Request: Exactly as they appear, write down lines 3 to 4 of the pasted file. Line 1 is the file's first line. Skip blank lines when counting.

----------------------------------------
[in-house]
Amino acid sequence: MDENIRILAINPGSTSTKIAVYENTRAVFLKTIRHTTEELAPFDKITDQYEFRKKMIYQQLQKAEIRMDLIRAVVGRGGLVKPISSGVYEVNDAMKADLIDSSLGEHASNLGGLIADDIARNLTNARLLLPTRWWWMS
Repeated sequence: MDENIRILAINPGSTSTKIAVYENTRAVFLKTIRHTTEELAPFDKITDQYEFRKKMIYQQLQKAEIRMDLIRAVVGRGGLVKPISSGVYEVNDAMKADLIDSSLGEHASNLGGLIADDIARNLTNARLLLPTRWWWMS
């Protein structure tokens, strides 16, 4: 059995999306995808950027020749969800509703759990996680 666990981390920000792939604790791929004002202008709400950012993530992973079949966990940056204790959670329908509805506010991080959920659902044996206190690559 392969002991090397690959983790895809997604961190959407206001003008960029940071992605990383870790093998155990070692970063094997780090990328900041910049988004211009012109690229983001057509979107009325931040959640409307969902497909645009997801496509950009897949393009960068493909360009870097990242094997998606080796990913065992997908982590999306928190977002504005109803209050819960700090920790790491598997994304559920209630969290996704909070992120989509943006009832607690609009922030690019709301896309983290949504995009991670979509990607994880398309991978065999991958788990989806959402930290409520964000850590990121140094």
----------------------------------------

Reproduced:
Repeated sequence: MDENIRILAINPGSTSTKIAVYENTRAVFLKTIRHTTEELAPFDKITDQYEFRKKMIYQQLQKAEIRMDLIRAVVGRGGLVKPISSGVYEVNDAMKADLIDSSLGEHASNLGGLIADDIARNLTNARLLLPTRWWWMS
């Protein structure tokens, strides 16, 4: 059995999306995808950027020749969800509703759990996680 666990981390920000792939604790791929004002202008709400950012993530992973079949966990940056204790959670329908509805506010991080959920659902044996206190690559 392969002991090397690959983790895809997604961190959407206001003008960029940071992605990383870790093998155990070692970063094997780090990328900041910049988004211009012109690229983001057509979107009325931040959640409307969902497909645009997801496509950009897949393009960068493909360009870097990242094997998606080796990913065992997908982590999306928190977002504005109803209050819960700090920790790491598997994304559920209630969290996704909070992120989509943006009832607690609009922030690019709301896309983290949504995009991670979509990607994880398309991978065999991958788990989806959402930290409520964000850590990121140094």